Gentzkow and others show, using data from US newspapers from 1869 to 1928 (http://mintne.ws/1hezazN), that incumbents did not affect press freedom. However, they also found substantial political influence on media in the states affected by the Reconstruction (The Reconstruction era was the post-civil war period of socio-political turmoil in the southern states of the US). In 1869, all southern states were governed by the Republicans.
However, with escalating racial tension, Democratic votes share kept increasing over the decade, and by 1877, all the state legislatures were under the Democrats. Each of these political parties required the support of favourable media to enact their policies. Gentzkow et al caution that, “The Reconstruction episode is a reminder that incumbent influence may play an important role when stakes are high and constraints are weakened.”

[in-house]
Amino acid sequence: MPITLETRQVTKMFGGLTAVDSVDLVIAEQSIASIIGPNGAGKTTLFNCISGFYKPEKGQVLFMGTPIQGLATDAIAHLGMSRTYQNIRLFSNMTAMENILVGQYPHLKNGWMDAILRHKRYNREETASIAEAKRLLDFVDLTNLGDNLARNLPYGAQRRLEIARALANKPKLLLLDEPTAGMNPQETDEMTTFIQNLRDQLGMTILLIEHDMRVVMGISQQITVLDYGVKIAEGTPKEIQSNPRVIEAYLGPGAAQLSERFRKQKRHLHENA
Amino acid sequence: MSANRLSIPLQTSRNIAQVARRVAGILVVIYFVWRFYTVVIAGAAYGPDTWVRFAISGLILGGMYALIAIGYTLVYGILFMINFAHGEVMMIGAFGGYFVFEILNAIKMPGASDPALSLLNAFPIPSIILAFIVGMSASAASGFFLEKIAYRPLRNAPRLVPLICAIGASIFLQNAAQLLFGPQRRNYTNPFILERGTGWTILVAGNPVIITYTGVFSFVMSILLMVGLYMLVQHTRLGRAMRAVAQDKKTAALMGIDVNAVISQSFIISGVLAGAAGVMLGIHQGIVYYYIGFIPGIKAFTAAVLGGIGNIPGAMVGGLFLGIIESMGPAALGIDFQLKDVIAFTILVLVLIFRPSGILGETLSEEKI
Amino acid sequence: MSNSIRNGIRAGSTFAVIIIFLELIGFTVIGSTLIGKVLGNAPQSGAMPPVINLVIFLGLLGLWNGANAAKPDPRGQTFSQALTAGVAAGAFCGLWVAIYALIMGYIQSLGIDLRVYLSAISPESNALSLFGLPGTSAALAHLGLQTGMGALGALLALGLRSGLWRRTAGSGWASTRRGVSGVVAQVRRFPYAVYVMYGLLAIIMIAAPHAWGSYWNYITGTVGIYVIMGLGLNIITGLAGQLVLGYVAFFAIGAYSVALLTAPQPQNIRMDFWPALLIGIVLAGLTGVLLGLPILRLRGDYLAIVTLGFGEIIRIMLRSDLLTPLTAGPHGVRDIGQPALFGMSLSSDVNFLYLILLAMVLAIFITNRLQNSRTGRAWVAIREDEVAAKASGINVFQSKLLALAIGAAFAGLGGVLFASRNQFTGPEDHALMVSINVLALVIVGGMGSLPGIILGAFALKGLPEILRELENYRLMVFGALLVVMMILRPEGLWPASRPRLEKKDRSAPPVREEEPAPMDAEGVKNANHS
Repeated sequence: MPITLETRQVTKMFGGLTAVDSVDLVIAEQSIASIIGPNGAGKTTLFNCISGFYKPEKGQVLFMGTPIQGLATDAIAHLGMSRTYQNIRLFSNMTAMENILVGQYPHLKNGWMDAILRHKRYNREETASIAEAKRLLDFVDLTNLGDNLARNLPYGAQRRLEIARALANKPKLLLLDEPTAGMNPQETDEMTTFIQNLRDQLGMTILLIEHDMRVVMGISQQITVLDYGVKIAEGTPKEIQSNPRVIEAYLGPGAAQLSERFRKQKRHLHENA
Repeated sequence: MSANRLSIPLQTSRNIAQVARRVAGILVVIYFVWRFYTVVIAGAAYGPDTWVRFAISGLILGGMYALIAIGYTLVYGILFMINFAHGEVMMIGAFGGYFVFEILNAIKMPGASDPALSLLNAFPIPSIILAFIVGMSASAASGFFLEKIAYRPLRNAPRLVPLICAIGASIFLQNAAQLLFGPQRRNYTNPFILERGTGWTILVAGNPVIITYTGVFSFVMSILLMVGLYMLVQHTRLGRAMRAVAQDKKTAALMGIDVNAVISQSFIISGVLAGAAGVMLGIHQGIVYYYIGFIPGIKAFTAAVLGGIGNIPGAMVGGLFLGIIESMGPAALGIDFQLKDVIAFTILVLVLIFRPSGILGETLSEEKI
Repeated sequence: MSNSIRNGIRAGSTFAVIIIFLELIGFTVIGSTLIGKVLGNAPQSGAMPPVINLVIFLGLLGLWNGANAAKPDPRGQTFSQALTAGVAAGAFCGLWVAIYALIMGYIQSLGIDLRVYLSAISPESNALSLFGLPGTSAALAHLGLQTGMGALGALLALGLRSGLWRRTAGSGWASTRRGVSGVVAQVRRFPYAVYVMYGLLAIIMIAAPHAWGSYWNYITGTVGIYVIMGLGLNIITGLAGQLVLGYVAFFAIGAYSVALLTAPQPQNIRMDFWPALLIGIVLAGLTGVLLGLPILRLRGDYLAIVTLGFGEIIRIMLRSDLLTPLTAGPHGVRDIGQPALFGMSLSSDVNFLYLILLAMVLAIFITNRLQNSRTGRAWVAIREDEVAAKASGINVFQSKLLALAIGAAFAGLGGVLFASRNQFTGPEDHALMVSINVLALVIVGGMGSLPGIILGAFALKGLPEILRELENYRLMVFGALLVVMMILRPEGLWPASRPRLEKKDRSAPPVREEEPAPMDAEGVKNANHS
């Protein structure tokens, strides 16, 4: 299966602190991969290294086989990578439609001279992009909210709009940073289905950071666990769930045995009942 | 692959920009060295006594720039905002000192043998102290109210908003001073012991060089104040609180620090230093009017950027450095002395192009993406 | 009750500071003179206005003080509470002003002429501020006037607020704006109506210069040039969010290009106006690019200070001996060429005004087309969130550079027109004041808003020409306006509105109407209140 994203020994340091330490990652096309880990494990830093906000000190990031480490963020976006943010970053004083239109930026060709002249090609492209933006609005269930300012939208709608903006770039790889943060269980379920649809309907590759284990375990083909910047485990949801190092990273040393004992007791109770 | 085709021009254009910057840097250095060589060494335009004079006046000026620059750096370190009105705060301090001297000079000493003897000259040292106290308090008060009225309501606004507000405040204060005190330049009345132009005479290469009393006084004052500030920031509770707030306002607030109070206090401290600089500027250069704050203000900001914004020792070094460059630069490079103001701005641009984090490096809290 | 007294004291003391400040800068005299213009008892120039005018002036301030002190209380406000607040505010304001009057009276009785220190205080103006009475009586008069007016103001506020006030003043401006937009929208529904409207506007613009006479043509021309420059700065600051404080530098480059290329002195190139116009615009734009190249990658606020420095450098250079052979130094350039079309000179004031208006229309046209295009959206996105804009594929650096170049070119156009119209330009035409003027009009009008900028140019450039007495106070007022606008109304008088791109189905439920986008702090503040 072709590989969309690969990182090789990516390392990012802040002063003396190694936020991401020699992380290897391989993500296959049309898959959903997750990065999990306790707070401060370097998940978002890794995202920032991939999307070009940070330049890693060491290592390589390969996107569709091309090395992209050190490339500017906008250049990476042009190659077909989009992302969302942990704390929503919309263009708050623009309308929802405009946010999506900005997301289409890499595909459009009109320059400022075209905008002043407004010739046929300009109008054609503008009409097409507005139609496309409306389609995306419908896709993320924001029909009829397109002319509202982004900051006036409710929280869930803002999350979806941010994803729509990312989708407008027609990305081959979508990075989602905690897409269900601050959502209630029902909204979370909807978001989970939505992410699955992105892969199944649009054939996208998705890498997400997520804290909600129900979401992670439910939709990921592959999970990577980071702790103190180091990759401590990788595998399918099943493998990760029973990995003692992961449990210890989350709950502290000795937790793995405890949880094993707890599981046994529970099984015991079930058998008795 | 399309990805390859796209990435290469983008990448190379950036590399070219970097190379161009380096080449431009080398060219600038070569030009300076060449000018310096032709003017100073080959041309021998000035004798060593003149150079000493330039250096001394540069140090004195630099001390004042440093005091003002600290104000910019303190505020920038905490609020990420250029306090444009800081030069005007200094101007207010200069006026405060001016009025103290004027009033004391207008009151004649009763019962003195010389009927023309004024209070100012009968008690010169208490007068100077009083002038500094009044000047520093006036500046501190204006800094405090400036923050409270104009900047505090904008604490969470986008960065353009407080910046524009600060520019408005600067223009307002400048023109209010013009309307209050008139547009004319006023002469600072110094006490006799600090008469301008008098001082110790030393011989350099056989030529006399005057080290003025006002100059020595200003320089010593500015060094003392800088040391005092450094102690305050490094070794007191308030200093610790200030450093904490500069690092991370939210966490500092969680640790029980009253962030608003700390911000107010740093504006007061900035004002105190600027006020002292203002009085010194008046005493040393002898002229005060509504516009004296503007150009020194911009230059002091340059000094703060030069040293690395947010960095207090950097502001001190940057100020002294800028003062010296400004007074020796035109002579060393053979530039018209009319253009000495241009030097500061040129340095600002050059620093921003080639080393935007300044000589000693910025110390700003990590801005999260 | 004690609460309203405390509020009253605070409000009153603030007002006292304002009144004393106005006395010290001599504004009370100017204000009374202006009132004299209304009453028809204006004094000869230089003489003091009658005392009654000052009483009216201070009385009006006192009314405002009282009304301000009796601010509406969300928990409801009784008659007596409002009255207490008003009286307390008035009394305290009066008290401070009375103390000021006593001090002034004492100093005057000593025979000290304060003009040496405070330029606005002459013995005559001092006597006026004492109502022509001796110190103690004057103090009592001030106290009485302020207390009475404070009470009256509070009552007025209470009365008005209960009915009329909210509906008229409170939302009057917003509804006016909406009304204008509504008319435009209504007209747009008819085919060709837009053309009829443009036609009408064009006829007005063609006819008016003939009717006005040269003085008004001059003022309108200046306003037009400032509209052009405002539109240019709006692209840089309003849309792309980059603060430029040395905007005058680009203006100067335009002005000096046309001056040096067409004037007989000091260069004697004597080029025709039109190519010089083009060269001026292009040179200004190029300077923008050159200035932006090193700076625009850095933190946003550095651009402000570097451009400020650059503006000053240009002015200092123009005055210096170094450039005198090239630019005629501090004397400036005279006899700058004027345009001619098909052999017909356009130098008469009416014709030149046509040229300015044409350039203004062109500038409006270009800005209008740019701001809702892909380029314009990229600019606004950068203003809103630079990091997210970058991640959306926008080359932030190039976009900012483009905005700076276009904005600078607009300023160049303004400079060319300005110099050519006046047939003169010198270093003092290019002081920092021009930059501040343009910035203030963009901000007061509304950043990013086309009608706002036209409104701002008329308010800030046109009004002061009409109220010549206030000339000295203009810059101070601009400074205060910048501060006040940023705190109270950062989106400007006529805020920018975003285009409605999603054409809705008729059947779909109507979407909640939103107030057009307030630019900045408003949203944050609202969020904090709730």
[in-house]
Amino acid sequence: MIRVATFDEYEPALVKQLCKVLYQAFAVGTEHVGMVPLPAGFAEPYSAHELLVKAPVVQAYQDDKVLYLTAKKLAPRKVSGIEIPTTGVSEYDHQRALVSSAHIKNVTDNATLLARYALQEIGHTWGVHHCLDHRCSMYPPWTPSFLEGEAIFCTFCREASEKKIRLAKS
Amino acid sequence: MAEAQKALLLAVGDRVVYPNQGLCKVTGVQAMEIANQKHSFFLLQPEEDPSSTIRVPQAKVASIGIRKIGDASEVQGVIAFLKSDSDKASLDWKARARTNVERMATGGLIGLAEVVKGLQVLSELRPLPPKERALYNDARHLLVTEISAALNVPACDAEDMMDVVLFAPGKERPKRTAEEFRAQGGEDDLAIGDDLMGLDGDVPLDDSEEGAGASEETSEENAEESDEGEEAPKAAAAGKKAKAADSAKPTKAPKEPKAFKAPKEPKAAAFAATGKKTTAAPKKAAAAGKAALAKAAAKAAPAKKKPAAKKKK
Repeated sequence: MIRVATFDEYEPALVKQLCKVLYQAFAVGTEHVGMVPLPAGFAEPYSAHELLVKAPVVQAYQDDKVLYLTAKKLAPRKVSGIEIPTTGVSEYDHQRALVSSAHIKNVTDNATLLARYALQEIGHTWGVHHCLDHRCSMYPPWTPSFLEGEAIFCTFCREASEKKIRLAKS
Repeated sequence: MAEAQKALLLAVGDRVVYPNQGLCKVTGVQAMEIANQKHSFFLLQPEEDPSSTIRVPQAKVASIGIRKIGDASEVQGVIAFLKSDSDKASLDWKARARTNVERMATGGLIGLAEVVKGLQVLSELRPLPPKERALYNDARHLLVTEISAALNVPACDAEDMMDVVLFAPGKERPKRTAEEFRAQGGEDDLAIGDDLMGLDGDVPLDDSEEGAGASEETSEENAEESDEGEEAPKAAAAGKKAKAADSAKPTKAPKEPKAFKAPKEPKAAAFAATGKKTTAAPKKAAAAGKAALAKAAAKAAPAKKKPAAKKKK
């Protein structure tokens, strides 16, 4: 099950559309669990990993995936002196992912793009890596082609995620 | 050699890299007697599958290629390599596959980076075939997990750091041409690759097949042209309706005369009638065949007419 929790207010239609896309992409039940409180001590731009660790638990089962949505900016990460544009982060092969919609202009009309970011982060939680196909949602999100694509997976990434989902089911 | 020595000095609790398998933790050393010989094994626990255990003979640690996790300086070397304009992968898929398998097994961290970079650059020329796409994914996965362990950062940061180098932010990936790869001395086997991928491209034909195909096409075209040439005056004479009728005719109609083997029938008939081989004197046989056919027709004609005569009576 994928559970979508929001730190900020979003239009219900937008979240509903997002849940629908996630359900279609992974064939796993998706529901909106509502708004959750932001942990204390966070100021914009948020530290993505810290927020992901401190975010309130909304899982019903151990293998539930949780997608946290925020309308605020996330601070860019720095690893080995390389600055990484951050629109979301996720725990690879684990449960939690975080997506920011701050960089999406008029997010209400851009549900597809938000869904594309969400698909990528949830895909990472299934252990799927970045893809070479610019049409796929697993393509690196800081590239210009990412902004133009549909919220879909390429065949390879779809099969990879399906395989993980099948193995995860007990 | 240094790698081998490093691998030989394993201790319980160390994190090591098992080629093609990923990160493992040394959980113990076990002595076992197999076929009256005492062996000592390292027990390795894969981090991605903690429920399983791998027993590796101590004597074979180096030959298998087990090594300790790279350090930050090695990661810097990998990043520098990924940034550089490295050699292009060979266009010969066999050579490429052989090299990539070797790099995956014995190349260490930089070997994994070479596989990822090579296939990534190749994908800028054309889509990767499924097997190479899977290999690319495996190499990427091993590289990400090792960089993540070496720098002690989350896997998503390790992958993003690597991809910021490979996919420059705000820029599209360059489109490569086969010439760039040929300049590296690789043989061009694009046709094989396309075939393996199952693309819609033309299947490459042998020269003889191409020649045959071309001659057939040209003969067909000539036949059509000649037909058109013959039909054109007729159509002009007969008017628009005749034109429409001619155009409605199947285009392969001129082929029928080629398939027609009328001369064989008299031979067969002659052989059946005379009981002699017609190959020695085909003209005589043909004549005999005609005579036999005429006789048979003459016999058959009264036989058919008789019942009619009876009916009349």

In Argentina, coverage of political scandals was found to be negatively associated with political advertisements, showed economists Rafael Di Tella, of the Harvard Business School, and Ignacio Franceschelli, of the Northwestern University, in a 2011 research paper. (http://mintne.ws/1nkf6Mf)
Political scientist James M.Snyder Jr, of the Massachusetts Institute of Technology and Riccardo Puglisi, economist at the Universit´e Libre de Bruxelles, studied the coverage of 35 scandals in 200 newspapers across the US and found that a Democratic-leaning newspaper published relatively more scandals involving a Republican politician. (http://mintne.ws/1xbXBTs).
Studies under various settings show that political influences can lead to media bias, and in turn help political parties reap electoral rewards. Careful empirics rather than mere name calling can help us understand the determinants as well as the consequences of media capture even in the Indian context. The quality of debate on critical issues of public policy is after all determined to a large extent by the extent of independence in the media.
Sumit Mishra is a research scholar at the Indira Gandhi Institute of Development Research, Mumbai.